Data Warehousing Consultants: Things to Watch Out For
If you’ve ever worked with IT consultants (data warehousing specialists), you realize that not all consultants are equally skilled, equally dedicated, or equipped with the same, shall we say, degree of ethics.
Before getting into the aspects of individual consultants and the roles they can play on your data warehousing team, try to distinguish between different types of consultants and their relevance to your project.
A large part of the growth in consulting services in the 1990s and into the 2000s has been in the area of consulting formally known as staff augmentation, and less formally known as body shopping.
A number of consulting companies have been successful in creating a collection of individuals (sometimes employees of the company, sometimes independent consultants, and sometimes both) and placing these individuals, one or two at a time, in organizations looking to fill a personnel gap here and there.
To be fair, many consulting companies that perform primarily staff augmentation work put together small-scale project teams of four or five people (rather than provide a person here and there) when they have an opportunity to do an entire client project. These firms typically steer away from project-oriented work, however, because placing individuals in staffing augmentation positions is, to be blunt, a relatively low-risk way to build a company.
If your organization has an ongoing data warehousing initiative staffed primarily by internal IT members, but your team has a few open slots, you might best be served by working with a staff-augmentation-oriented consulting company to find the one or two missing links on your project team.
Be careful, though: If you’re paying good money for the services of these individuals, be prepared to complete a thorough interview process to ensure that they’re not only technically qualified but also a good cultural fit for working on-site, or increasingly remote, within your organization.
When a consulting company uses subcontractors, they’re likely to have little or no history. They might have been chosen for your project based solely on a few keywords that showed up on a résumé database search. Make sure that you carefully determine whether these people are the right fit for your data warehousing project.
The other side of consulting, the part dominated by large systems integrators, is oriented primarily toward project work, rather than staffing services. Many of these firms eschew staffing work and engage a client only (or primarily) if the client gives the firm control over a project’s methodology, the resources assigned to the project (even those from your own company), and the format of deliverables.
Although this rigid stance might sound harsh at first (Do it my way or else, even though you’re paying me), a sound theory is behind it. Some firms are so experienced at putting together successful project teams and performing in a certain, methodology-driven manner that to do otherwise can lead a client’s project to fail — so, they continually adapt their processes and techniques for each client.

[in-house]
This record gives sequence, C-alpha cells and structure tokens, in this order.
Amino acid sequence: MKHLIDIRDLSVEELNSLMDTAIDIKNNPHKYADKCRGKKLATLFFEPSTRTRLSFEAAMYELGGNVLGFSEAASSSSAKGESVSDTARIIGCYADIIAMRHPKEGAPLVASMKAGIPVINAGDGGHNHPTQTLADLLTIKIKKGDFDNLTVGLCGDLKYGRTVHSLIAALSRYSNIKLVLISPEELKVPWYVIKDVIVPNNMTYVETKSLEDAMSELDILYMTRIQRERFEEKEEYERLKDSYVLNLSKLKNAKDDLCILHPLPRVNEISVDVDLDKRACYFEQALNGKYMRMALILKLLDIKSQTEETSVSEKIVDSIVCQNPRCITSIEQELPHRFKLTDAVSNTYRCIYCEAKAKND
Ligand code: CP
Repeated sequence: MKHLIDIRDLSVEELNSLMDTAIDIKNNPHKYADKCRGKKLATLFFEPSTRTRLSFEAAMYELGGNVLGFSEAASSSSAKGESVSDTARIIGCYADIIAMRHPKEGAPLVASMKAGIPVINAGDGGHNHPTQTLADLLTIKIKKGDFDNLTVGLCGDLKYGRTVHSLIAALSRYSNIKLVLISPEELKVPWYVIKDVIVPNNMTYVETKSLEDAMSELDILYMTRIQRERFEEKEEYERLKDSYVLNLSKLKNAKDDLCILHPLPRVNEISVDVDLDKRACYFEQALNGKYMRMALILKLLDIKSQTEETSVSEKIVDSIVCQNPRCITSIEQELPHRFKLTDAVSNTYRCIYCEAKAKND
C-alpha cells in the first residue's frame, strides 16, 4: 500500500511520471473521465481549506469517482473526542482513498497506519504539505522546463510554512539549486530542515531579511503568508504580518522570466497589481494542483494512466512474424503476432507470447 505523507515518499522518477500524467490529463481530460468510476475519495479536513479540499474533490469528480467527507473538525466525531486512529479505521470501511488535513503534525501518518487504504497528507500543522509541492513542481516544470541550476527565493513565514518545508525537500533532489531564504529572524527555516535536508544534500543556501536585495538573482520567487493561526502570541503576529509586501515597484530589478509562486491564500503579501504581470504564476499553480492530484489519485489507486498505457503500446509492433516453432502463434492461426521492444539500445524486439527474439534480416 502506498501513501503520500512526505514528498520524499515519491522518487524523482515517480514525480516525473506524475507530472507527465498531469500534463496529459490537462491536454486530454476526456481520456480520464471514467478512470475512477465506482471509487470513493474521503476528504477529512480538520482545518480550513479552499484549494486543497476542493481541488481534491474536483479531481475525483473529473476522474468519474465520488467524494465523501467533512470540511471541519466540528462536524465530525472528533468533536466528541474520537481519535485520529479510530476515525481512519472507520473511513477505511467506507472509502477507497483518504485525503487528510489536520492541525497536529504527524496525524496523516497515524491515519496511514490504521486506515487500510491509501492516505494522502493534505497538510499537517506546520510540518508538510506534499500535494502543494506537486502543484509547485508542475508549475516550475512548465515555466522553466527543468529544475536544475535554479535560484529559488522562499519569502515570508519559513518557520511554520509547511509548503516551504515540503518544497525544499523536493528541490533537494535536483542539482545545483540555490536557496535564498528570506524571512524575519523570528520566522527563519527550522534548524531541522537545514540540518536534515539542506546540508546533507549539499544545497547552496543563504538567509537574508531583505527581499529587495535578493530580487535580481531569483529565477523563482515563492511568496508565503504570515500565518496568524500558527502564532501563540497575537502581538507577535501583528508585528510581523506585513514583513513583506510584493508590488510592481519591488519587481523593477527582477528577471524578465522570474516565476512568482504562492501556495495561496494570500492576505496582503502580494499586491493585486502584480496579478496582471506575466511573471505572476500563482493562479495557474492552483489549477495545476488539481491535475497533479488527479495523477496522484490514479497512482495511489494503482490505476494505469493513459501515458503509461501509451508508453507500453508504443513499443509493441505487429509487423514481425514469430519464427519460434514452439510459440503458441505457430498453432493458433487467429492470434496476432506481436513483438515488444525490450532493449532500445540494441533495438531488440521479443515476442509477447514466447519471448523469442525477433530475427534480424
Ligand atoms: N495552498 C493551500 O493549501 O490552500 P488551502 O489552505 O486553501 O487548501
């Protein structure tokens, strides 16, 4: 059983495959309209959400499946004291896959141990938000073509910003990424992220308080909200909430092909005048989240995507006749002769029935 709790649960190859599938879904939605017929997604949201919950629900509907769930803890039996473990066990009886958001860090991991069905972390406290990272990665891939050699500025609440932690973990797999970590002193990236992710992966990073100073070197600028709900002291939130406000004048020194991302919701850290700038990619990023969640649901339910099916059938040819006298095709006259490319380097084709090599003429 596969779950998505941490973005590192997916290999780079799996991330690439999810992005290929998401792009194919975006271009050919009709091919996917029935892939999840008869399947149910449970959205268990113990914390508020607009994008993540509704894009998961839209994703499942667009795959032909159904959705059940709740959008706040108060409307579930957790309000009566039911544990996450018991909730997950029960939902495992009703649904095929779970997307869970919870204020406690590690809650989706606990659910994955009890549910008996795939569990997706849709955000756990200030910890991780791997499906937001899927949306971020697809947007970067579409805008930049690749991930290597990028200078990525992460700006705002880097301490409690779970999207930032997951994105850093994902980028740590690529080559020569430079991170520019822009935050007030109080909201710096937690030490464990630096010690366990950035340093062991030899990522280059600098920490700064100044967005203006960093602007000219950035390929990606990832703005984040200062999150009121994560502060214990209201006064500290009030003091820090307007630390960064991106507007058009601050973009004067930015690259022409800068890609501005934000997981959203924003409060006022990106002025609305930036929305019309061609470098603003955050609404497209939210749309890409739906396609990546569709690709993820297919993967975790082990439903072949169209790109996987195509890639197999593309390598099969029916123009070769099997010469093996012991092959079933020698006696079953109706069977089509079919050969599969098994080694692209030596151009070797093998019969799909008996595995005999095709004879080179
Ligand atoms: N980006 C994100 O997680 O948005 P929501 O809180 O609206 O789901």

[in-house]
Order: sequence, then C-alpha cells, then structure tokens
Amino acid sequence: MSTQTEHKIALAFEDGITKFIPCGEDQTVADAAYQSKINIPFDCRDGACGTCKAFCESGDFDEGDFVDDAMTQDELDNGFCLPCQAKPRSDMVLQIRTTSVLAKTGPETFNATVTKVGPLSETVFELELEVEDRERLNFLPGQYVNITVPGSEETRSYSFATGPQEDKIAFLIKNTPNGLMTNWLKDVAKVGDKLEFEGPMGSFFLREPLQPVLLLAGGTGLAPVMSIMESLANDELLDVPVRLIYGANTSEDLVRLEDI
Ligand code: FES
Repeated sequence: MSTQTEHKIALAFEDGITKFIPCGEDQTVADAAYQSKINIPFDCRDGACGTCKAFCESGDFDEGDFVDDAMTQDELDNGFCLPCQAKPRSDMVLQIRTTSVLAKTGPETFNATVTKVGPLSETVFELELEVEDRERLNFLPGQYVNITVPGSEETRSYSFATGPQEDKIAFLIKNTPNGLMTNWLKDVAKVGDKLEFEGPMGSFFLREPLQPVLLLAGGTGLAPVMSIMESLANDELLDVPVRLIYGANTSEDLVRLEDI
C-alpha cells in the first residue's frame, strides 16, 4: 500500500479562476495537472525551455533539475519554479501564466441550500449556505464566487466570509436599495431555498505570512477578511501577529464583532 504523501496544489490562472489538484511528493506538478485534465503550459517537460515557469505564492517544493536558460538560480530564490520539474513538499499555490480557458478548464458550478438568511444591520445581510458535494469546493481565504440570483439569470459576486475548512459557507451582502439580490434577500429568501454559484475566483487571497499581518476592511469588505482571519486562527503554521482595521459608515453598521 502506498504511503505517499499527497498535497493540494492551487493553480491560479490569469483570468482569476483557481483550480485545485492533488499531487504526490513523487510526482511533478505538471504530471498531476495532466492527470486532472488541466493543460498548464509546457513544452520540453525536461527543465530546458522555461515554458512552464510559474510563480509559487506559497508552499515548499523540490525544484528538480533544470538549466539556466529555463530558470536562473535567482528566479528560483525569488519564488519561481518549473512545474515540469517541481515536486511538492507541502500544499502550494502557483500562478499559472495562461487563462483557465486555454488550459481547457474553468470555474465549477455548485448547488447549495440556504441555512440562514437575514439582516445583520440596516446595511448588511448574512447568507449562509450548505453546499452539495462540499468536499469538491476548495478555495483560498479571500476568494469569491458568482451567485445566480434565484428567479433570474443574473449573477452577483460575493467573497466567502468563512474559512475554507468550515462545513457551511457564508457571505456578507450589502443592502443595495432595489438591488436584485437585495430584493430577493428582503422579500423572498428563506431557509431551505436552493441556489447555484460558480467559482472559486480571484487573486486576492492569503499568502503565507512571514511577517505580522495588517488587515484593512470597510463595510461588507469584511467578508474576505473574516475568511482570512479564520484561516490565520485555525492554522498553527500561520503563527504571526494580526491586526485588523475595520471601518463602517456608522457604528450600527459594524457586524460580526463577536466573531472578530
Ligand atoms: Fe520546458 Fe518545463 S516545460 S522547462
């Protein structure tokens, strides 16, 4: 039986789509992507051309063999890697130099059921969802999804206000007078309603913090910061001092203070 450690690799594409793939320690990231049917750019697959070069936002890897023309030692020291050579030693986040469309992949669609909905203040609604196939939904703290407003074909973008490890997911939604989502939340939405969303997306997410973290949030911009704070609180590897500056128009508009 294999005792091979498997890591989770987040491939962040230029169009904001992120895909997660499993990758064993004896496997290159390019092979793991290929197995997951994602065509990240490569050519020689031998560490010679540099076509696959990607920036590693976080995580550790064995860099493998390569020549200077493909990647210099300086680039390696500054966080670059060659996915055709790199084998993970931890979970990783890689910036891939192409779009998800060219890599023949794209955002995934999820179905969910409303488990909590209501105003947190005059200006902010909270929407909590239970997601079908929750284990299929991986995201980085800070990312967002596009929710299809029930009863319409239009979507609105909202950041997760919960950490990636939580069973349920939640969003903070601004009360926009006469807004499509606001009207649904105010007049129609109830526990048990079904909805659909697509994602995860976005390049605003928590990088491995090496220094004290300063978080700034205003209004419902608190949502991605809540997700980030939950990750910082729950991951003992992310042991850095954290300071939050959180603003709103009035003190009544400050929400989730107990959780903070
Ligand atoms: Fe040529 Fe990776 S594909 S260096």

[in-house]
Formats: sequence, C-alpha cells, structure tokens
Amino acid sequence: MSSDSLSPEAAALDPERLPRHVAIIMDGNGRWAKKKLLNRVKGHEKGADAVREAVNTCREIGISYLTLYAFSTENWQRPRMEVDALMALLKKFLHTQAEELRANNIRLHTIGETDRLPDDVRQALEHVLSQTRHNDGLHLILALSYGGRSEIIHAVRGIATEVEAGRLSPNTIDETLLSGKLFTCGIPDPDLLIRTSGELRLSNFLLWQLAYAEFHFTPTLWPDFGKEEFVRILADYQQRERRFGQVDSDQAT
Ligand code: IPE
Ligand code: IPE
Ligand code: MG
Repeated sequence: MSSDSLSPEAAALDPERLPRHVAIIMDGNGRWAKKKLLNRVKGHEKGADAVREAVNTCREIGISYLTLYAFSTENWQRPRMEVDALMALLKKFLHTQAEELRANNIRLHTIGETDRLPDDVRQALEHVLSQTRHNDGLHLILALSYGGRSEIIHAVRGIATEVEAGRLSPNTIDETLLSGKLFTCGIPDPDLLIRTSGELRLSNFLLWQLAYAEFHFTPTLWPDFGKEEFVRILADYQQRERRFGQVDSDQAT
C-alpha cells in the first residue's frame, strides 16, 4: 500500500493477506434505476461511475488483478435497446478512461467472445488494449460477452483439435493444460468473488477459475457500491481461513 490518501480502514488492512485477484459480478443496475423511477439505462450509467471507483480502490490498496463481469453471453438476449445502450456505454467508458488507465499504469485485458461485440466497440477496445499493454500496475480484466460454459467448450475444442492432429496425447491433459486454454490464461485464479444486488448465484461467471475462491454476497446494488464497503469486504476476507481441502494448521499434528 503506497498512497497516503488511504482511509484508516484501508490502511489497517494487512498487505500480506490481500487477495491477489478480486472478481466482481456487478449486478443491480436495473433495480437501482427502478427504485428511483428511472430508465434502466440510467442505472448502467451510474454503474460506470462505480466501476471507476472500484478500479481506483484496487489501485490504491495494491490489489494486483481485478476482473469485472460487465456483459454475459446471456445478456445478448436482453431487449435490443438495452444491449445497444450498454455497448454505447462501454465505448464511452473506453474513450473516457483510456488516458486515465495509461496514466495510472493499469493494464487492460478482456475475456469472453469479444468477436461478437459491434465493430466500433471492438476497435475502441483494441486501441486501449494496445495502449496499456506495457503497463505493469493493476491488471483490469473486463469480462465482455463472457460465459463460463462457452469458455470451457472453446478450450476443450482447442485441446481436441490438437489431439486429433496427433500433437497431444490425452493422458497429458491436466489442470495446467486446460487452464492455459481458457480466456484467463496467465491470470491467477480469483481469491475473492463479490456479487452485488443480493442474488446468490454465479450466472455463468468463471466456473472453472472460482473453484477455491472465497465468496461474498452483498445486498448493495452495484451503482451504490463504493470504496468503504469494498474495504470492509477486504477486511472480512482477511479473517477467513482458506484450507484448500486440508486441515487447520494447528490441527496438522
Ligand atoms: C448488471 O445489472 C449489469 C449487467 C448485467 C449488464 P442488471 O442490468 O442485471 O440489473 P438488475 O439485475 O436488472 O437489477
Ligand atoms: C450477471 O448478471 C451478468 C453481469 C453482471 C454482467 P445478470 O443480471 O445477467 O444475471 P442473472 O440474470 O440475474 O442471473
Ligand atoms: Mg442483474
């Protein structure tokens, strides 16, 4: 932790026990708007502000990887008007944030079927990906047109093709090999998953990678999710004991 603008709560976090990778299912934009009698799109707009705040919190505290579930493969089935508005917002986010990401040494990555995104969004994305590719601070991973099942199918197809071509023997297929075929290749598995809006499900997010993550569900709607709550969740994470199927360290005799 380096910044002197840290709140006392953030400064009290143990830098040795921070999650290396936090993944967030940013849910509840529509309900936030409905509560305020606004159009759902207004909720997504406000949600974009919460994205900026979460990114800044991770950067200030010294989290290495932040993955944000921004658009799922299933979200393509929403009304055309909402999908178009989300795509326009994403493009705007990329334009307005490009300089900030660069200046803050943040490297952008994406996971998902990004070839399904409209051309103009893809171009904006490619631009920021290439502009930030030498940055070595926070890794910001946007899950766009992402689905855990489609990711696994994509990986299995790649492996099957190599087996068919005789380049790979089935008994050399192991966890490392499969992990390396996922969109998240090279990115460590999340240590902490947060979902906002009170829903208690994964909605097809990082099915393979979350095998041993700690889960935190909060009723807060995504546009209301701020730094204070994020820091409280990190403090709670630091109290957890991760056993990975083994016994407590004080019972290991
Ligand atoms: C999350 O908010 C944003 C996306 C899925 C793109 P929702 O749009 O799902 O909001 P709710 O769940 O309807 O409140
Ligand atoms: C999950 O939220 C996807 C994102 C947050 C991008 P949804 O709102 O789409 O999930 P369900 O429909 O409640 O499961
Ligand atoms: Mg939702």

In the area of data warehousing consulting, it’s almost comforting to work with a firm that has these qualities:
A successful track record of data warehouse implementations, using a variety of technologies (for example, not just data warehouses or data marts, but both)
Insight into the direction of data warehousing technology and architecture as they apply to your business problem, rather than a canned solution (We’ve always done it this way) that might not be a good fit for you
A commitment to the success of your project by taking on full responsibility for all aspects of implementation, rather than offering a supply of technologists who don’t assume responsibility for project management and direction
In many situations, the lines between consulting companies — the different types of firms, and even firms within the same category (staffing-oriented or project-oriented, for example) — are somewhat blurry. Remember that a data warehousing consultant from one type of environment might be a good fit for your particular needs — but he or she might not.
Similarly, a particular consulting firm might best serve your needs, depending on how you want to proceed with your data warehousing project (for example, how many — if any — people internal to your organization will work on the project). Or perhaps that consulting organization, regardless of its data warehousing expertise, isn’t a good fit for the particular implementation model you’re pursuing.
Here’s the key to avoiding mistakes: Before you talk with any consulting firms or individuals about your data warehousing needs, have a good idea first about what type of model you’re most likely to pursue (internal management of the project, rather than management by the consulting organization). With this information, you can better determine not only the technical capabilities, but also the cultural fit, that best meets your needs, deliverable dates, and budget.